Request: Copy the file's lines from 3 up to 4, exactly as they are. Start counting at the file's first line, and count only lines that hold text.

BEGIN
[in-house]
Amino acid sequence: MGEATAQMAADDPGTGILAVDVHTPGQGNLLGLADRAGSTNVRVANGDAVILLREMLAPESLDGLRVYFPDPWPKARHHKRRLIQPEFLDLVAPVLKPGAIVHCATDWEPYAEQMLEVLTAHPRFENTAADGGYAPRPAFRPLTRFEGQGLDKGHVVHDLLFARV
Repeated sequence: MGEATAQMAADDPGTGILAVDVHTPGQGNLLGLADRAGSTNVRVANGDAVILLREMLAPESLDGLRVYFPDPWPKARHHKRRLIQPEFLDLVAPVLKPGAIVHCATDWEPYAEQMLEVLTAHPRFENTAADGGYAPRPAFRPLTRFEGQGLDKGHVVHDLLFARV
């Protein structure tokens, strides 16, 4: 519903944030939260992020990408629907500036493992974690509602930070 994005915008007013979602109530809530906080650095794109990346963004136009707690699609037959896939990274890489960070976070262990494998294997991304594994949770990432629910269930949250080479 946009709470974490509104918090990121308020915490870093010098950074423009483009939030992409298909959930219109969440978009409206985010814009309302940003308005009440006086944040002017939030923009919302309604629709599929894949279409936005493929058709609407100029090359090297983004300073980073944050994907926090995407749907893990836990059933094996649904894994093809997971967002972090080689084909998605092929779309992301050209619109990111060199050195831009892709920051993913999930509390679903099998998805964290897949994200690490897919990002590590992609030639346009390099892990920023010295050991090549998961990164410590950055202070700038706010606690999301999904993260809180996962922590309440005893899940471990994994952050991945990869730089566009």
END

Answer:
Repeated sequence: MGEATAQMAADDPGTGILAVDVHTPGQGNLLGLADRAGSTNVRVANGDAVILLREMLAPESLDGLRVYFPDPWPKARHHKRRLIQPEFLDLVAPVLKPGAIVHCATDWEPYAEQMLEVLTAHPRFENTAADGGYAPRPAFRPLTRFEGQGLDKGHVVHDLLFARV
């Protein structure tokens, strides 16, 4: 519903944030939260992020990408629907500036493992974690509602930070 994005915008007013979602109530809530906080650095794109990346963004136009707690699609037959896939990274890489960070976070262990494998294997991304594994949770990432629910269930949250080479 946009709470974490509104918090990121308020915490870093010098950074423009483009939030992409298909959930219109969440978009409206985010814009309302940003308005009440006086944040002017939030923009919302309604629709599929894949279409936005493929058709609407100029090359090297983004300073980073944050994907926090995407749907893990836990059933094996649904894994093809997971967002972090080689084909998605092929779309992301050209619109990111060199050195831009892709920051993913999930509390679903099998998805964290897949994200690490897919990002590590992609030639346009390099892990920023010295050991090549998961990164410590950055202070700038706010606690999301999904993260809180996962922590309440005893899940471990994994952050991945990869730089566009």